These results show that a single dose of subcutaneous Lambda was well tolerated but did not shorten the duration of viral shedding or symptoms in a diverse group of outpatients with uncomplicated COVID-19. Our study was a large, single site study with excellent retention and data quality, and appropriately powered. The majority of participants in our study were Latinx, reflecting the high burden of COVID-19 among the Latinx community in our surrounding communities. Our results differ somewhat from those seen in a similar, but smaller, randomized controlled trial of Lambda at the same dose in COVID-19 outpatients in Toronto (Feld et al, Lancet Resp Med, PMID 33556319). In the Toronto study, Feld and colleagues randomized 60 outpatients to a single subcutaneous injection of 180 ug Lambda (n=30) or placebo (n=30) within 7 days of symptom onset or first swab if asymptomatic. The primary outcome was proportion negative for SARS-CoV-2 RNA by self-collected mid turbinate swabs on day 7 post injection. The median duration of symptoms prior to randomization was 4 days, similar to that seen in our study. Overall, the authors found that 24/30 (80%) individuals in the Lambda arm, vs 19/30 (63%) in the placebo arm, were negative for SARS-CoV-2 RNA on day 7 (P=0.15). However, after adjusting for baseline viral load, patients in the Lambda group were more likely to be clear of virus by Day 7 after dosing (OR 4.12 95% CI 1.2 16-7, p=0.029). Among individuals with mid-turbinate viral loads of >106 copies/ml at enrollment (19 in the lambda arm vs 16 in placebo), a greater proportion of Lambda participants were negative at day 7 than those in placebo (15/19 (79%) in Lambda vs. 6/16 (38%) in placebo, p=0.01); no significant difference was observed among individuals with viral loads of <106 copies/ml at enrollment. While these secondary analyses adjusting for baseline viral load were pre-specified, they were not the primary outcome. Given the relatively small sample size among those with higher viral loads (n=35), the corresponding type I error for this particular result is unclear. In contrast to this finding, in our study, Lambda appeared to prolong shedding relative to placebo among those with higher baseline viral RNA levels. Furthermore, Lambda appeared to prolong shedding relative to placebo among those who were seronegative at baseline. Although these subgroup analyses were exploratory and should only be considered hypothesis generating, our findings are not consistent with a possible benefit of Lambda among individuals with higher viral loads (or seronegative individuals early in the course of disease).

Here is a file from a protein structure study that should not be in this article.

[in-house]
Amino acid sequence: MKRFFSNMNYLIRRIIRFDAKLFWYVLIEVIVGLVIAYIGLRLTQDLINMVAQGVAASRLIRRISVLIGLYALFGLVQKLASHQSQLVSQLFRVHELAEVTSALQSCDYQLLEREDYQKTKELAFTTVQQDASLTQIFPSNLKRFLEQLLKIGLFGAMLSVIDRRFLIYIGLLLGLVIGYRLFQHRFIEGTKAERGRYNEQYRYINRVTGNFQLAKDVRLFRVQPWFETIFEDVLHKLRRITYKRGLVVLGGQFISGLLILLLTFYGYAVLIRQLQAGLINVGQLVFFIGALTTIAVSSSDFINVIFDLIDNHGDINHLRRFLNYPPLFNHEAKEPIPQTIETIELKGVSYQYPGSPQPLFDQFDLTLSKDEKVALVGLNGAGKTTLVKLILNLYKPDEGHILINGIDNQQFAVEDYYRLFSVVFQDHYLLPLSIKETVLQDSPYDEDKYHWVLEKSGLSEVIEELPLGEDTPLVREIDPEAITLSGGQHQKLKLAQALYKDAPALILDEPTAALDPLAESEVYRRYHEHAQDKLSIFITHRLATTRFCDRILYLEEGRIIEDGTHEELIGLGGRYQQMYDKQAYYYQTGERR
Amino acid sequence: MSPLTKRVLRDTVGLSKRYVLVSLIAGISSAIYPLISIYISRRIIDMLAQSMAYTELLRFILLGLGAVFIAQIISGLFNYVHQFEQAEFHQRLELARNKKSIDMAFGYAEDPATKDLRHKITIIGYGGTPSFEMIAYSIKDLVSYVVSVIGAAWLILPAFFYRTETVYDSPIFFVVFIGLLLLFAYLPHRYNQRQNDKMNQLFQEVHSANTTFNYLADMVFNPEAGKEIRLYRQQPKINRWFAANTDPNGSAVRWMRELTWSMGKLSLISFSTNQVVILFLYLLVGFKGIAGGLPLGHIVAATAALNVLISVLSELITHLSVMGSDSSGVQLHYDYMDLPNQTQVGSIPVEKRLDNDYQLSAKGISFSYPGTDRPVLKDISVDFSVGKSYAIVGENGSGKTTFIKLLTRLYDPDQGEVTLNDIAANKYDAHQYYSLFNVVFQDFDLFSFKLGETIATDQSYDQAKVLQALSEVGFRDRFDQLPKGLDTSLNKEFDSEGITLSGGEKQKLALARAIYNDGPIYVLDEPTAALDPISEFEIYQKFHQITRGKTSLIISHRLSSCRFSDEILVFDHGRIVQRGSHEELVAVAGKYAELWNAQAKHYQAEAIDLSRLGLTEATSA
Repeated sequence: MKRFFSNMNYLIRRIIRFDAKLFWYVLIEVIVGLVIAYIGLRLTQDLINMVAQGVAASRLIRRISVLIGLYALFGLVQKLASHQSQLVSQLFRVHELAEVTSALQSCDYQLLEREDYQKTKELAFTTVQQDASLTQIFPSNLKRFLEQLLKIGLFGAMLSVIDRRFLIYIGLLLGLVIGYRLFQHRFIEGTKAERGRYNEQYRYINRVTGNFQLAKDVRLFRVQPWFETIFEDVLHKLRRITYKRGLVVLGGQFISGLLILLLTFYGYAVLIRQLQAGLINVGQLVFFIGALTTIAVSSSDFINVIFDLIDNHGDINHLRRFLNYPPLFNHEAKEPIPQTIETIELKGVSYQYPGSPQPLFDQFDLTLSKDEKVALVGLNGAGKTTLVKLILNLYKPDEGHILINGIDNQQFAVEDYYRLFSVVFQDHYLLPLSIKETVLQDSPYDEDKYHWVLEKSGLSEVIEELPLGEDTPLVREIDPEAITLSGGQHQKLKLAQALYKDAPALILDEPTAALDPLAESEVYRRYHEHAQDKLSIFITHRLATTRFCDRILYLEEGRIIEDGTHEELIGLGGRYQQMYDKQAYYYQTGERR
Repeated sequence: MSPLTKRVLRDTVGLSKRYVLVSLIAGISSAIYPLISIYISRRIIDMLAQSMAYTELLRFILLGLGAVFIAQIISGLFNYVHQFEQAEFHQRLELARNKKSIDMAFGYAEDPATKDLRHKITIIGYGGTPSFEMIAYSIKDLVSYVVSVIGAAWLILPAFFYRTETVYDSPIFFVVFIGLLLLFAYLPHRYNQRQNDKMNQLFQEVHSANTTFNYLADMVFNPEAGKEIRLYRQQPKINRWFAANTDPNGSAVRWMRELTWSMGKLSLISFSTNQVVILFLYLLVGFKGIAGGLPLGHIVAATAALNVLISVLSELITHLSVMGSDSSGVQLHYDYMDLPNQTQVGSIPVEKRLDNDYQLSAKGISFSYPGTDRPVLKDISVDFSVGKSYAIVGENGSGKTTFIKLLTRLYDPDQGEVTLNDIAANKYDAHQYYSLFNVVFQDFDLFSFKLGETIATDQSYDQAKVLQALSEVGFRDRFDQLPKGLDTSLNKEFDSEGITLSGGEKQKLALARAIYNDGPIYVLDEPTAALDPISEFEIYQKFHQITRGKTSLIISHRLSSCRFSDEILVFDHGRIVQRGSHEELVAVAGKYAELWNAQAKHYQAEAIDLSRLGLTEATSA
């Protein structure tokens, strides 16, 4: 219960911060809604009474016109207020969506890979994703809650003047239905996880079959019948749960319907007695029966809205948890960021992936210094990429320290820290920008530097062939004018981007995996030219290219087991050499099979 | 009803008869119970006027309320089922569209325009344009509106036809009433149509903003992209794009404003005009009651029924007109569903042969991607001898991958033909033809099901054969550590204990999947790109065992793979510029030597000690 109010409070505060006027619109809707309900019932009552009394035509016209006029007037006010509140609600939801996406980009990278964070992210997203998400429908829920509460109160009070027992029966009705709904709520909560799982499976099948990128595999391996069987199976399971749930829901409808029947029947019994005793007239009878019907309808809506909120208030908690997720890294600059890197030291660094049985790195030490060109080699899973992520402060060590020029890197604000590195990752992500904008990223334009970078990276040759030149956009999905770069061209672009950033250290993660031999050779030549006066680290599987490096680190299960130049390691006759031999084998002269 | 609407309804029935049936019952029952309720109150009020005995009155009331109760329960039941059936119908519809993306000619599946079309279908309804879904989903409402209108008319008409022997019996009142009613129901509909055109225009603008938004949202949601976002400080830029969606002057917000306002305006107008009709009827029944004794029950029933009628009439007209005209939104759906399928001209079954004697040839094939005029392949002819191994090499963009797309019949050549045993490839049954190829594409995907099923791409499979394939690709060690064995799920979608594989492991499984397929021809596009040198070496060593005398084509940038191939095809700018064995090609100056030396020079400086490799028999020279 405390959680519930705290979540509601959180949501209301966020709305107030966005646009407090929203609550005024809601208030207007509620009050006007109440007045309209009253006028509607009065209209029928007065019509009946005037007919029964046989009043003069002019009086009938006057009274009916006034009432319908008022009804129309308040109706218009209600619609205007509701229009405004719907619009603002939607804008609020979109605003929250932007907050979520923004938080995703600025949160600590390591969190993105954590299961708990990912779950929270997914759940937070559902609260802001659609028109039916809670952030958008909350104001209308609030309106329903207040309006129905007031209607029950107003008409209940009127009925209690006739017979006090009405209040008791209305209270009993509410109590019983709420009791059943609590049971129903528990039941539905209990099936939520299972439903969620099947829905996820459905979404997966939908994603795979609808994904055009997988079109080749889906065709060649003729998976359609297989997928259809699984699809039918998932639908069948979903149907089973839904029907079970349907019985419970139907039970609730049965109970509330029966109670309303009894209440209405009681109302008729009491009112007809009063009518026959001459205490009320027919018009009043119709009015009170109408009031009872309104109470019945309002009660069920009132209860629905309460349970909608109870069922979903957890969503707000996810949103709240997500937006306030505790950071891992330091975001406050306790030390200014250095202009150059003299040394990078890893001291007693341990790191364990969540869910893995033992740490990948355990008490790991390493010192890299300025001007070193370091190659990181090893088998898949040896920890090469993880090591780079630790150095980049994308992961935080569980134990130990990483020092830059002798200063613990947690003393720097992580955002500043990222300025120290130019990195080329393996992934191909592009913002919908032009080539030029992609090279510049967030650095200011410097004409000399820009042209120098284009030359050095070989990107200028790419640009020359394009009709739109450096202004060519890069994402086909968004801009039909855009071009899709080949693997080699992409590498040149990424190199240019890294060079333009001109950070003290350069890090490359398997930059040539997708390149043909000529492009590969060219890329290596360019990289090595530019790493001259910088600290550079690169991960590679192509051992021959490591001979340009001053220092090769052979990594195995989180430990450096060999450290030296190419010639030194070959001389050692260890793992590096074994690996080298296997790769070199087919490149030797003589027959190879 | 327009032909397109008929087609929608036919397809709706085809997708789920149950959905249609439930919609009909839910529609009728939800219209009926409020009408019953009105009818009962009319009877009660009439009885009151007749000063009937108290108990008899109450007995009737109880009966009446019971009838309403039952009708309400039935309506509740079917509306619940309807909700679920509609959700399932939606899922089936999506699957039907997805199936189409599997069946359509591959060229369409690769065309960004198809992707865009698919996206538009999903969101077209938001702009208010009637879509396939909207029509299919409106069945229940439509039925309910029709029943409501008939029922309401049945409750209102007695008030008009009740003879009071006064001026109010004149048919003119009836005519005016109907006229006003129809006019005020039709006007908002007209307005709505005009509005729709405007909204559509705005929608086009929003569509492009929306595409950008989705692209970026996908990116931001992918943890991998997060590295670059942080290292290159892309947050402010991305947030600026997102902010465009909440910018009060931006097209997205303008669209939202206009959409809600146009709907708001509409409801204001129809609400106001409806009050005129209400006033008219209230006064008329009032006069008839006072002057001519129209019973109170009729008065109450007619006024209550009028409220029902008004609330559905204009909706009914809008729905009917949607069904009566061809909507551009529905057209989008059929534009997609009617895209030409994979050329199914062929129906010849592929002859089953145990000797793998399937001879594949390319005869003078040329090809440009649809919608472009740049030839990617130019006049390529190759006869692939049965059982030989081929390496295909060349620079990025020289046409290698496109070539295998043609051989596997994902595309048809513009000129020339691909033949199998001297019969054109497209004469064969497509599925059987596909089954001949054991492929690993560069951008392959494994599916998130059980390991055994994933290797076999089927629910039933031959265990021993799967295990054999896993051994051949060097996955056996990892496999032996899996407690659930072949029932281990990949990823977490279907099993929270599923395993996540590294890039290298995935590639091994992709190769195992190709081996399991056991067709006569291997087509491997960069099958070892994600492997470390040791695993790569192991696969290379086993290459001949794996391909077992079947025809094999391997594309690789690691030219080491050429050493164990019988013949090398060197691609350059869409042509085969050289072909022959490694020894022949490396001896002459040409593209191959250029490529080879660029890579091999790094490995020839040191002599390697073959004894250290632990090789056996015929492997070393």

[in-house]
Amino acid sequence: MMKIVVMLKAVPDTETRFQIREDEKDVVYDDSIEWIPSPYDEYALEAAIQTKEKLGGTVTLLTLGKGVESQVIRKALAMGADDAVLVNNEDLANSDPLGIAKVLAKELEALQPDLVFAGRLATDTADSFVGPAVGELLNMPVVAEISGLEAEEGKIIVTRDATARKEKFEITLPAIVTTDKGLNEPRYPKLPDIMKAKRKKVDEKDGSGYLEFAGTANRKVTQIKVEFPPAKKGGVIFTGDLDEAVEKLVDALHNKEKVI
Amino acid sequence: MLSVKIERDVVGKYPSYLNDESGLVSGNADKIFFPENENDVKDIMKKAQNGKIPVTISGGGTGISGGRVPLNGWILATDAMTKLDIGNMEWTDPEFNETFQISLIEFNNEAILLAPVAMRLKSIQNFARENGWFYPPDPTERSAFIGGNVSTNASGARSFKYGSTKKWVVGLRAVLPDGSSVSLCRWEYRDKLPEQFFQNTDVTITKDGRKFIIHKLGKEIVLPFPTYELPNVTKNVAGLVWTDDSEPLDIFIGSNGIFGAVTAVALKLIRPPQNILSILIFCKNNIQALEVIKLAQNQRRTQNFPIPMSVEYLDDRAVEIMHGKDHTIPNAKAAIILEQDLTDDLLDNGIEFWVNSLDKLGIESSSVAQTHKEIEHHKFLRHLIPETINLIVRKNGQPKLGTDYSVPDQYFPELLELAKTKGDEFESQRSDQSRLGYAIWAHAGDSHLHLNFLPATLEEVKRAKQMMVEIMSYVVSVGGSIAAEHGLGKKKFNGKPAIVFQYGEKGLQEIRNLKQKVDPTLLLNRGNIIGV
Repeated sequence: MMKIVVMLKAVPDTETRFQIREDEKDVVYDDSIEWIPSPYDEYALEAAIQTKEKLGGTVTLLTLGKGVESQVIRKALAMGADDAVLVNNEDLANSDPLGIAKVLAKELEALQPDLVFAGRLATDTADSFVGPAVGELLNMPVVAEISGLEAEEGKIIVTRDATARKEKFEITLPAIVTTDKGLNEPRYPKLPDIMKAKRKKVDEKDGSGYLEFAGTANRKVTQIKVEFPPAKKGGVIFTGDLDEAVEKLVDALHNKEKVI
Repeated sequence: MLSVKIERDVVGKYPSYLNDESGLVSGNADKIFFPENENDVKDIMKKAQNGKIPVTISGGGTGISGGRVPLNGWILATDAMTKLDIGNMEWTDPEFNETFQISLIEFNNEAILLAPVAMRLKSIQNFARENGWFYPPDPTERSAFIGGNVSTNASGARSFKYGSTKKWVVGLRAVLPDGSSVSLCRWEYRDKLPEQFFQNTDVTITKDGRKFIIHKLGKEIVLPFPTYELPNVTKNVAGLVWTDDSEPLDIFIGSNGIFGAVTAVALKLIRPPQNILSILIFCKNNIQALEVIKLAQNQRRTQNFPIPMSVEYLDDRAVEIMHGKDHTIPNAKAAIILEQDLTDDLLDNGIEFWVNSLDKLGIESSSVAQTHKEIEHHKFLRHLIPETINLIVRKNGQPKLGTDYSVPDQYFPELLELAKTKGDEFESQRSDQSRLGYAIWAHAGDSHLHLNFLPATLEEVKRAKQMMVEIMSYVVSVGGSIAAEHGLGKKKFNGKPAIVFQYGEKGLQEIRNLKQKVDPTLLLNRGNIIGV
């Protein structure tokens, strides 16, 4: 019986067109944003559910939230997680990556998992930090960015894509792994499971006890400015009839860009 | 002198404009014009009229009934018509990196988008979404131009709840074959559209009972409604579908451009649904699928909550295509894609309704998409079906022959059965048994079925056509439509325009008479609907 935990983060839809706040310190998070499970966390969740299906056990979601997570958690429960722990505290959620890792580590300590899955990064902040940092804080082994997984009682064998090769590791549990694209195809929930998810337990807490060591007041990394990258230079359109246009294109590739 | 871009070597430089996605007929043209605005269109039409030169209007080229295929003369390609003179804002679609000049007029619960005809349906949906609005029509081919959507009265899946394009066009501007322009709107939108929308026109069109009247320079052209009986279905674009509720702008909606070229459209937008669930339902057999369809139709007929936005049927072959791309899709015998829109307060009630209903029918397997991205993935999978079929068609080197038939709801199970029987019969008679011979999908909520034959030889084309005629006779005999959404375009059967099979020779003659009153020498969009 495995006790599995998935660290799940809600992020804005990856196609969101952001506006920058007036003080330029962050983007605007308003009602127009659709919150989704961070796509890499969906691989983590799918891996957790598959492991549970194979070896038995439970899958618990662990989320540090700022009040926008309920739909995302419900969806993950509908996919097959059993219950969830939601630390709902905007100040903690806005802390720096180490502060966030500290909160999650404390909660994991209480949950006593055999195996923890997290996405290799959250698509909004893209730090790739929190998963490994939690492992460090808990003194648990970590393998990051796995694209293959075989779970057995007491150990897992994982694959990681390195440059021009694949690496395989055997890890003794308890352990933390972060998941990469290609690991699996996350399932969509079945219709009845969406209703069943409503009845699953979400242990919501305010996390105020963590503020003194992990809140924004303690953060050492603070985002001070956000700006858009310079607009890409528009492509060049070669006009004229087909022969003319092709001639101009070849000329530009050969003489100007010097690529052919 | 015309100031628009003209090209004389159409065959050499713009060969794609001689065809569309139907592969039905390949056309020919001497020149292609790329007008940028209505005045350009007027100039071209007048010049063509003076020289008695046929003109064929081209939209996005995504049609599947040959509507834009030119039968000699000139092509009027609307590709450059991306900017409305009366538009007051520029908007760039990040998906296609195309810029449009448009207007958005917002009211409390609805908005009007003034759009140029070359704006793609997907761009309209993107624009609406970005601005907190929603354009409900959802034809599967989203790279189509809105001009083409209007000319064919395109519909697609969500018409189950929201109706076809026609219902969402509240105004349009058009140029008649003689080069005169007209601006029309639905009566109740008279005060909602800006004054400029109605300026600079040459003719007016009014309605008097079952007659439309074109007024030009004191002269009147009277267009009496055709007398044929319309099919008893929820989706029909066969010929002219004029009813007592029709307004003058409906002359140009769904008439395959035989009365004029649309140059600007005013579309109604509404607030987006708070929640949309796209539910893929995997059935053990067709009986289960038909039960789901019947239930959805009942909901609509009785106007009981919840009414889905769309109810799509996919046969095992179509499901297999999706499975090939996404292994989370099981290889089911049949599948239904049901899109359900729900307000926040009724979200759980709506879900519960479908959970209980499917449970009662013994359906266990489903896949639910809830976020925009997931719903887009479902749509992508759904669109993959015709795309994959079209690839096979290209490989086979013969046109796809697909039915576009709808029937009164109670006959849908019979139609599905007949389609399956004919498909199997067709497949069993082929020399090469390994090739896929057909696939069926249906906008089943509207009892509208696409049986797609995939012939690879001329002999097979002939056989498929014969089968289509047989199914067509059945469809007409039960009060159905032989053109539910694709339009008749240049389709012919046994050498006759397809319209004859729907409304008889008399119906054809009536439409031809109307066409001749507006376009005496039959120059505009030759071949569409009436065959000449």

Despite the negative finding of our study, we are leveraging trial data and samples to better understand SARS-CoV-2 pathogenesis, including natural history (Jacobson et al, medRxiv 2021.03.05.21253011), Long COVID (Jacobson et al, CID, PMID 33624010), and host immunity. It is of utmost importance that findings of well-designed and well-powered clinical trials of therapeutics be widely disseminated, so that attention can be turned to more promising treatment candidates. At Stanford, this trial has established workflows for conducting trials of other promising therapeutic candidates, including investigator-initiated (NCT04346628, NCT04524663), industry-sponsored (NCT04425629), and NIH/ACTG-sponsored studies (NCT04518410).